How To Safely Wean Your Baby Off Breastfeeding

by | Oct 4, 2021

Looking to stop breastfeeding? It’s not as simple as just going back to ordinary bras and giving your baby a bottle of formula. Breastfeeding weaning cold turkey is a lot to expect from you and your baby. You’ve got to give your body time to adjust. 

This means weaning your baby off slowly so that they can get used to drinking from a bottle and you can avoid clogged ducts, pain, and mastitis. 

Remember, breastfeeding works on a supply and demand basis, so to decrease your milk production, you’ve got to lessen the demand on your body. 

If you have an average supply of milk, drop one feed a week, then wait a week before you drop another one – it will take three to five days for your body to adjust to this new, lesser demand.

As your body adjusts, you will experience engorged breasts. However, this tells your body to suppress milk production because the milk that’s engorging your breasts isn’t being used. This can be uncomfortable, though, so manage this period with cold therapy. A bag of frozen peas applied to the breasts can work really well. 

It’s important that you do not pump any milk! This will tell your body that milk is being used, so more needs to be produced. 

If you have an oversupply of breast milk, Medela advises block feeding to get your supply to a manageable level. From there, you can start to drop feeds as above. 

“With block feeding, you breastfeed your baby whenever he wants for a period of four hours, but from one breast only. Your other breast will become very full of milk. As your breast milk contains something called ‘feedback inhibitor of lactation’ (FIL), the excessive fullness signals that breast to slow down milk production. It’s your body’s way of ensuring that your breasts don’t fill up endlessly.”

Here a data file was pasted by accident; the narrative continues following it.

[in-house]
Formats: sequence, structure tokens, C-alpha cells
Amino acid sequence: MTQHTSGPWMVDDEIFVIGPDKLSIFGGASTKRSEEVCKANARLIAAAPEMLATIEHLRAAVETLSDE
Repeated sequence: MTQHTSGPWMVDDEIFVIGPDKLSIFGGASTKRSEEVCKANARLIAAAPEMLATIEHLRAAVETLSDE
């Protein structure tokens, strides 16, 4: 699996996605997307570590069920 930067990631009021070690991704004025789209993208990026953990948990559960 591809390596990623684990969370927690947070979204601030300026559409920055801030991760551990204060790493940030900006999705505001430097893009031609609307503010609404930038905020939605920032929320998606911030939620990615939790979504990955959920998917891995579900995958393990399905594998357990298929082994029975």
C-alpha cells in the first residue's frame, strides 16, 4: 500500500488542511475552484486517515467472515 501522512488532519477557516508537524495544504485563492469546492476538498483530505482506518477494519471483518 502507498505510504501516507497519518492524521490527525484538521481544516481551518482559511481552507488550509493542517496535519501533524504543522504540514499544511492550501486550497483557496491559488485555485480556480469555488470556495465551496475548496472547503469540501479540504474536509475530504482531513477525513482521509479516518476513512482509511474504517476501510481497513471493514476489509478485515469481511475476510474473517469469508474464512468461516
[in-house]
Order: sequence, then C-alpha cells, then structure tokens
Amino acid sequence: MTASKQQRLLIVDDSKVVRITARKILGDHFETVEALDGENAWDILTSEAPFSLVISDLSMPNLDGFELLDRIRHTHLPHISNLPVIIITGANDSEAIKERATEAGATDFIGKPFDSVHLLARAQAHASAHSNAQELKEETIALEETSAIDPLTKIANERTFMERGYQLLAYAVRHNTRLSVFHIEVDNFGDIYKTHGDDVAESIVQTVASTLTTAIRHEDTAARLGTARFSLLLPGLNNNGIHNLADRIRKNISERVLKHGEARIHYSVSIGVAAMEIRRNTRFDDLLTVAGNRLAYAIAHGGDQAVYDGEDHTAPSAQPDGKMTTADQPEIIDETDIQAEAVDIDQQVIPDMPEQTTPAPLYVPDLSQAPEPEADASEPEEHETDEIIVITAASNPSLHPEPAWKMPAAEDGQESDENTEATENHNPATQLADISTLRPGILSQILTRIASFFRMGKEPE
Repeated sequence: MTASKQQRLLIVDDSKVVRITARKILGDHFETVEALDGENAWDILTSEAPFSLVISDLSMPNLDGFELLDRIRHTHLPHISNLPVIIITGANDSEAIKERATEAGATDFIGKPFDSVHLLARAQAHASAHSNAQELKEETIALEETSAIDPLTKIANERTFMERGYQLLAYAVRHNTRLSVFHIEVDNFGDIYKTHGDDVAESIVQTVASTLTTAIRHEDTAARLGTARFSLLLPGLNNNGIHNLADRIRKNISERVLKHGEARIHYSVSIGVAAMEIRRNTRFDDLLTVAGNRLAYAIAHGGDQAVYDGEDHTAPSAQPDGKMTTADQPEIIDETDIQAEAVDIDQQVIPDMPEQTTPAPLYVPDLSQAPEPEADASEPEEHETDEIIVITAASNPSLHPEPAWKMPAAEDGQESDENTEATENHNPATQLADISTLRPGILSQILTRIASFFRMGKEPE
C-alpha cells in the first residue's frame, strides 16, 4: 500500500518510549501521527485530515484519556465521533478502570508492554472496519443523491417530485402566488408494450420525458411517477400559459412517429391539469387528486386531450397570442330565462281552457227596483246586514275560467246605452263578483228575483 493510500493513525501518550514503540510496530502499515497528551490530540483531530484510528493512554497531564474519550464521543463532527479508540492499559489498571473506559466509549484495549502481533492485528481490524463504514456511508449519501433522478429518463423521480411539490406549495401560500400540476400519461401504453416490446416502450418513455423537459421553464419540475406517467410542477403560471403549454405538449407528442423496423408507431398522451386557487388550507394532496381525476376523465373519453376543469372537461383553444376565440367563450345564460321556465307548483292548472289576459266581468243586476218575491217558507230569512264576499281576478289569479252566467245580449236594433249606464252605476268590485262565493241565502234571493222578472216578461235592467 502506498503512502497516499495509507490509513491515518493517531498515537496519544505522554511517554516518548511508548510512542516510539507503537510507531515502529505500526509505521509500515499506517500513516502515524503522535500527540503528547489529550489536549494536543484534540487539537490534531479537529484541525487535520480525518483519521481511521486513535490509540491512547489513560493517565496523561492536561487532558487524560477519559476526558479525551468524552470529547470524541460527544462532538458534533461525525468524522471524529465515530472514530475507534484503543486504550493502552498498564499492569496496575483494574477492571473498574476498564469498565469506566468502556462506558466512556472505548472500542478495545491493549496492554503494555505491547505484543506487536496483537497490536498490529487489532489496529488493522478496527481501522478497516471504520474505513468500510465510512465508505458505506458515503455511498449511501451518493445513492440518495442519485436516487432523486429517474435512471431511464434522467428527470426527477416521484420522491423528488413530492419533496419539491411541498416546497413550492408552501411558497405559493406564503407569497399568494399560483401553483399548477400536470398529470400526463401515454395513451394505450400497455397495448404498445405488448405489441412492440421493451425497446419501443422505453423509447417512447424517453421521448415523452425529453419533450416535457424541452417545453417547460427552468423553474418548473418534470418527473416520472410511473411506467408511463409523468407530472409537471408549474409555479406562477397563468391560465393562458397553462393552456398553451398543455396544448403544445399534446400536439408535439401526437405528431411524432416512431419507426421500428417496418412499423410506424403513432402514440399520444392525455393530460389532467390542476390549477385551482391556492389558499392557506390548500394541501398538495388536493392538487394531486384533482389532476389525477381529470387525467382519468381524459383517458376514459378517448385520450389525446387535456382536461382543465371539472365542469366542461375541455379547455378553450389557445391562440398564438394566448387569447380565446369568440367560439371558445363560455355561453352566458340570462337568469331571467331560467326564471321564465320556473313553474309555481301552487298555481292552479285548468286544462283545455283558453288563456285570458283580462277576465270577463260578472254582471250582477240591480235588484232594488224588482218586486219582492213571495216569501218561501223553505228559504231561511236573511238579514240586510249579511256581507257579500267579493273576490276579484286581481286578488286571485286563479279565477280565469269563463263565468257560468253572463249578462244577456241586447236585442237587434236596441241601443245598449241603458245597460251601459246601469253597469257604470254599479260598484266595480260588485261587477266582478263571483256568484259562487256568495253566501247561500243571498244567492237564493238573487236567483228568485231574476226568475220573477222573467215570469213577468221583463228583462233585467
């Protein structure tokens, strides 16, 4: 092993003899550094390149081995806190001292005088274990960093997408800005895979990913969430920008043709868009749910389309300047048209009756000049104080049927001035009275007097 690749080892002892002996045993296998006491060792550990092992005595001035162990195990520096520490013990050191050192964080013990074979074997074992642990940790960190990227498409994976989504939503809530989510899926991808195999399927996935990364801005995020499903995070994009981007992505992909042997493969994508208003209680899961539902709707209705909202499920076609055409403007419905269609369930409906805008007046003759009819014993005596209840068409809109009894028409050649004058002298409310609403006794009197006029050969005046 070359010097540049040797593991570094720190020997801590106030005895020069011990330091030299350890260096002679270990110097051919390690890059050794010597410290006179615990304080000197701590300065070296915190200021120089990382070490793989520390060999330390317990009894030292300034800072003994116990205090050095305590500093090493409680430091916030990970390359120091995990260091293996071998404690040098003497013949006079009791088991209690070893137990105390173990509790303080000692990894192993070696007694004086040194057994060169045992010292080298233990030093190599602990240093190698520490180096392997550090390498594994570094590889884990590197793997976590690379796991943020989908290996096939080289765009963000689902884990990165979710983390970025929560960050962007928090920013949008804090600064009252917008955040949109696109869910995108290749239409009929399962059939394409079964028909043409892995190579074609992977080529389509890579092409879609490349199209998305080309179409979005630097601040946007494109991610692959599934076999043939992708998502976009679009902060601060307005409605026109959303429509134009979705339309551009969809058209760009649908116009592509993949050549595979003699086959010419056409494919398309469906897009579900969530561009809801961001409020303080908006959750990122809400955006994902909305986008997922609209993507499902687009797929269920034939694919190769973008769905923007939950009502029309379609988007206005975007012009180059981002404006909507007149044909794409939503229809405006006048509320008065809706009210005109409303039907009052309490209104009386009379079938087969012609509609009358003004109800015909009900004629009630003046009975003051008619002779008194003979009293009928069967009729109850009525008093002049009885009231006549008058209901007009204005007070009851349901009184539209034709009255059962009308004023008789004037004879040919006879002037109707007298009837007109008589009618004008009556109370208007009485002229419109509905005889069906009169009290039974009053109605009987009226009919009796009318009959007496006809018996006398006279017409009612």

However, it is advisable to work with a Lactation Consultant before you try this. Weaning with an oversupply of breastmilk can get complicated, so it’s essential to develop a safe and effective plan.

If you’ve been exclusively breastfeeding since your baby was born, you’ll then also have to transition them over to a bottle when you start weaning them off breast milk. 

To introduce your baby to a bottle:

  1. Get them used to the bottle’s nipple by giving them a small amount of milk in the bottle after a regular feeding. 
  1. Choose a wide-based bottle nipple so that it’s more similar to a human breast.
  1. Allow someone else to feed them with a bottle (especially in the beginning). Your baby may get confused as to why you’re not breastfeeding. Getting someone else to give them the bottle may be helpful. 

For more on how to introduce your baby to bottle feeding, click here

If you’re planning on transitioning your baby to formula, it’s perfectly okay to get your infant used to formula by mixing it with breastmilk. However, only mix prepared formula with breastmilk, not just the powder. Always prepare the formula with clean water and according to the package instructions. 

Very Well Family explains that parents should be prepared for some changes once their baby is fed formula, including their little one waiting longer between feedings, “Since your baby can digest breast milk more easily than infant formula, the latter allows them to feel fuller longer. They may not seem as hungry as quickly after formula feedings as they do after breastfeeding.”

Due to the different digestion, your baby’s poop could also change consistency and they may poop less. 

When it comes to formula feeding, I recommend Bobbie Organic Infant Formula. It’s easy on tiny tummies and supports immunity and brain development. 

Mama, if breastfeeding is no longer part of your motherhood journey, create a plan to slowly wean your baby off. Taking it slow is way more comfortable in the long run for you and your little one.

Meet Hillary

Hi! I’m Hillary, the Mama behind Baby Settler. These days you can find me with my four children and husband… probably outside, and helping Mama’s and families. I also have a lot of letters behind my name which translate, I’m also a Labor & Delivery nurse and Lactation Consultant.

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